A. I’m actually quite happy I didn’t have to edit out anything! I ended up adding and changing the story a lot throughout the whole process, and I had an amazing support system of my publishing team, teachers, and fellow children’s book illustrators and authors as a sounding board.

Q. What is your #1 tip to those who want to write picture books?
A. I spent a long time just immersing myself into the world of children’s books and picking up ideas and inspiration. It gave me a great starting point and helped me understand what would work for my book.

Q. Do you have a favorite writing exercise or marketing tip that you can share?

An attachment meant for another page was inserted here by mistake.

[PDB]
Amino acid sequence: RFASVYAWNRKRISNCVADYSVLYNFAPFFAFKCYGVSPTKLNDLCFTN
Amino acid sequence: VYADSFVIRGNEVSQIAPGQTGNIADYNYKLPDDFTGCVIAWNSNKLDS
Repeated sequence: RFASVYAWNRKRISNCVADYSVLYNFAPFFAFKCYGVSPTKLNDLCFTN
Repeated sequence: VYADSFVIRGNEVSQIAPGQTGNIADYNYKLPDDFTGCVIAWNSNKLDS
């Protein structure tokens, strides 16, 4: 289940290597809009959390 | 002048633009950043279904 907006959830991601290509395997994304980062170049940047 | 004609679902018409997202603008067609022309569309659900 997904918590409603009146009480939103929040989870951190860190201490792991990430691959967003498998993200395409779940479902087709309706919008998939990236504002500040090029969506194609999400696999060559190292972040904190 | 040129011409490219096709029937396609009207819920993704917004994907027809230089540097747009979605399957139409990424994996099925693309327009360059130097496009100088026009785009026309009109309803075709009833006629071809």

A. I met my editor at a book fair. My tip is to get out there and show people your work whenever you can. You never know who will be there and what kind of connections you can make.

Q. What are you working on now?
A. I’m a full time illustrator at Papyrus. My day job and freelancing on the side is keeping me on my toes these days. 

Q. Where can people find you? (Website, Twitter, Facebook, etc.)
A.
Website: http://www.jesshong.net/
Instagram: https://www.instagram.com/jesshongdraws/

Did your #firstpicturebook receive any rejection letters?

September 4, 2017

Tags: Emma Bland Smith, Susan Hood, Nancy Churnin, Deborah Freedman, Josh Funk, Ed Masessa, Brittany R. Jacobs, Lori Alexander, Camille Andros, Katey Howes